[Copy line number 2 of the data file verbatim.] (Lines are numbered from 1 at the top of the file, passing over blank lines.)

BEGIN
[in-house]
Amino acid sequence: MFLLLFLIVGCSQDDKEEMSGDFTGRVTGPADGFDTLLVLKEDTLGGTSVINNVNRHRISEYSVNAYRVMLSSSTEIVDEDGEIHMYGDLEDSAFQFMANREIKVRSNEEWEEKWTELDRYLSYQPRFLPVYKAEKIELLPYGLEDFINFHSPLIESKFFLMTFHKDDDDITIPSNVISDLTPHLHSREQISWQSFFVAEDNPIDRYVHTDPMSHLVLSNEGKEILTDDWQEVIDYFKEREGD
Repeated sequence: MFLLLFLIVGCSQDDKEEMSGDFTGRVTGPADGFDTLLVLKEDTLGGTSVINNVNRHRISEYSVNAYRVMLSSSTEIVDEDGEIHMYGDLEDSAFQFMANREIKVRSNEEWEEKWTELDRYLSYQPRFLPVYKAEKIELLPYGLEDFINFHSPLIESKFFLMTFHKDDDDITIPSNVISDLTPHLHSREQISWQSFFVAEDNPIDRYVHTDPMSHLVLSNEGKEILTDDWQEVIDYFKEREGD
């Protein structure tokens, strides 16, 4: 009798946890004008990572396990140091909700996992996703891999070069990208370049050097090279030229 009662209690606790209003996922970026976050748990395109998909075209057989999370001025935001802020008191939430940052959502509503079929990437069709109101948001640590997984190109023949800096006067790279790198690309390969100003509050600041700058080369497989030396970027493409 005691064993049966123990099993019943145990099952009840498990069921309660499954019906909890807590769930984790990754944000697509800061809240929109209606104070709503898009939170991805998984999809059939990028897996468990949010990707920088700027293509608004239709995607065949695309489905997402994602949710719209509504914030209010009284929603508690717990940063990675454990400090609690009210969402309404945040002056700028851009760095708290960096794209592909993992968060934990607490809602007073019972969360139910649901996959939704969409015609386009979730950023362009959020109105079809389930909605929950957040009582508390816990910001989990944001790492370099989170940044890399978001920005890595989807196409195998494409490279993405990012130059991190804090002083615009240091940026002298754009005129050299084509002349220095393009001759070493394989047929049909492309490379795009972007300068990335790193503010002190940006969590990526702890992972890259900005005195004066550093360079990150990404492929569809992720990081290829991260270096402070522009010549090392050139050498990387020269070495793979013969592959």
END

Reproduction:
Amino acid sequence: MFLLLFLIVGCSQDDKEEMSGDFTGRVTGPADGFDTLLVLKEDTLGGTSVINNVNRHRISEYSVNAYRVMLSSSTEIVDEDGEIHMYGDLEDSAFQFMANREIKVRSNEEWEEKWTELDRYLSYQPRFLPVYKAEKIELLPYGLEDFINFHSPLIESKFFLMTFHKDDDDITIPSNVISDLTPHLHSREQISWQSFFVAEDNPIDRYVHTDPMSHLVLSNEGKEILTDDWQEVIDYFKEREGD